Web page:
The Nation's Health + Paramedic

A Chance - Part 2

continued.......

Moving a patient in cardiac arrest isn't easy. He needed to be put on the spinal board, lifted to the bed and wheeled onto the ambulance. All the while, CPR had to continue, as did ventilations and suctioning. Neighbours were holding up fluids and moving cars to enable the ambulance to get closer. The patients wife, son and daughter were stood watching, grief pouring from them. Their pain was palpable for all involved. A neighbour suggested they didn't watch but nothing was going to stop them being by his side. When someone is begging you to save their loved one it is a pretty chilling feeling knowing that you probably can't.

We got him on board, put in the blue call and left. The other FRU took the relatives and we left en mass. 2 ambulances and 2 cars in convoy to the hospital. On route there was no change to the patients condition. As every minute passed, the outlook became bleaker. One hand on the hand rail and one on his chest, CPR continued over every bunch and round every corner. When we arrived at hospital he'd been 'down' for well over an hour. The only thing that could save him now was the definitive care provided by the hospital. If they could find the cause and it was something they could treat and reverse then maybe, just maybe he had a shot.

People watched on in shock as we emerged from the back off the ambulance on to the tail lift bouncing up and down on the patients chest. As the lift was being lowered my eyes met with his wife. I felt a lump in my throat as I pushed back the tears. The six of us, all doing or carrying someone, wheeled the patient into resus to the waiting crash team. There were fifteen members of the hospital staff who swarmed around him. He was transferred to the bed, the anaesthetist took over the airway, a nurse took over CPR, junior doctors begun getting further IV access and blood gasses, a scribe was writing everything down and the consultant insisted on silence for everyone to listen to my extensive handover.

"62 year old male, witnessed collapse, 1 minute tonic clonic seizure followed by cardiac arrest. CPR started immediately. Initial rhythm was VF, he received 6 shocks and has been in slow, wide PEA ever since. We have a patent airway with good CO2 maintained with suction. He has patent cannula and IO access in the humeral head. He's had 18 x Adrenaline, 500ml of saline and 300mg of Amioderone. He's been down for 1 hours 18 minutes. We've been through the 4 H's and 4 T's."

I stood back and watched. The consultant was fantastic. Clear direction, paying personal attention to each member of his team, giving individual instruction and calming down the junior doctors who were getting a bit flustered. I've never seen a doctor so clear and articulate. He asked us to bring the family into resus which I haven't seen before. Normally they are left outside. They appeared in the cubicle, eyes red and clearly distressed. Blood gasses were sent of, focused heart echoes were done and to be honest I wasn't holding out much hope. He went over and quietly spoke to family explaining what was going on.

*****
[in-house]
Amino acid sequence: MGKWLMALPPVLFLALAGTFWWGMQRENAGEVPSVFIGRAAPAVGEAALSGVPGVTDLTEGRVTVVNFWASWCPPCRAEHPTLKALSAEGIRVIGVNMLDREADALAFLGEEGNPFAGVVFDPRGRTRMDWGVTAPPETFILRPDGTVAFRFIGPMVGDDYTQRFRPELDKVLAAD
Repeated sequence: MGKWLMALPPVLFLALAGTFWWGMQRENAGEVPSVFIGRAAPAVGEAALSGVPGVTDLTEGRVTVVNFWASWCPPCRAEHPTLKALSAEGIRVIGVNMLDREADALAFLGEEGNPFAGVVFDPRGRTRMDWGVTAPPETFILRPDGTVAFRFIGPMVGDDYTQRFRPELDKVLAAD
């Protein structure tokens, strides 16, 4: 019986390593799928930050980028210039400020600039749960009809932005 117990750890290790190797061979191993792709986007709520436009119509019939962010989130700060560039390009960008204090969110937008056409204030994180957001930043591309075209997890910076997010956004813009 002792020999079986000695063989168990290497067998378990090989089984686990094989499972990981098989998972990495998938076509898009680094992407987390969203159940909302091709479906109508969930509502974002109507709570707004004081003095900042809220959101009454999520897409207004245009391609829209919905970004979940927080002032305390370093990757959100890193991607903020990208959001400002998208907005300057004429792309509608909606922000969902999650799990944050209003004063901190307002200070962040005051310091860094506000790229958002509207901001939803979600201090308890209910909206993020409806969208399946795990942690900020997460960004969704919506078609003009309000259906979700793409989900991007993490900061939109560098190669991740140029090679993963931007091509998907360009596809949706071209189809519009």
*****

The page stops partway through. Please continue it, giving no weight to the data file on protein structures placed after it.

A nurse returned with the blood gasses and handed them to the consultant.

"Right guys, this patient has been down now for nearly an hour and a half. He's had the best care possible. His blood gasses have returned suggesting he's at a point no longer compatible with life. On two focused echoes his heart is showing complete myocardial standstill. I've discussed this with the family and following that discussion, combined with what we are faced with I am of the opinion we should terminate the resus. Does everyone agree or does anyone have strong feelings that we should continue on?"

His statement was met with silence from the 21 of us in the cubicle.

"OK, with regret, time of death 18:04. Thank you everyone for your efforts."

The body of our patient was then covered, his face cleaned and airway removed so his family could spend some time with him and say their goodbyes. I was choked up. Everyone was. It is impossible to remain emotionally detached from your patients. Impossible.

The consultant called all the staff outside of the room.

"Brilliant job guys. You guys in particular (talking to us) did a phenomenal job and thank you to everyone who helped out here. Lets all have a cup of tea, I'm here to answer any questions you may have or if you want to get anything off your chest, let me know"

He then did a full debrief, explaining his decisions, explaining possible causes etc. I've never had a consultant like him. Not only genuine care for his patient and the relatives but for all the staff under him. He didn't talk to anyone like a subordinate, but like an equal. It was refreshing and we all left somewhat lifted by his manor. Today the NHS can be extremely proud.

This job goes to show that death can't be avoided. Sometimes, even when all the cards are dealt in your favour, the house still wins.

NB: I tried to find out who the boy was. No one recognised him and he left half way through the resus. Our patient only had a chance because of him. I wish I'd got his name. His efforts deserved recognition.

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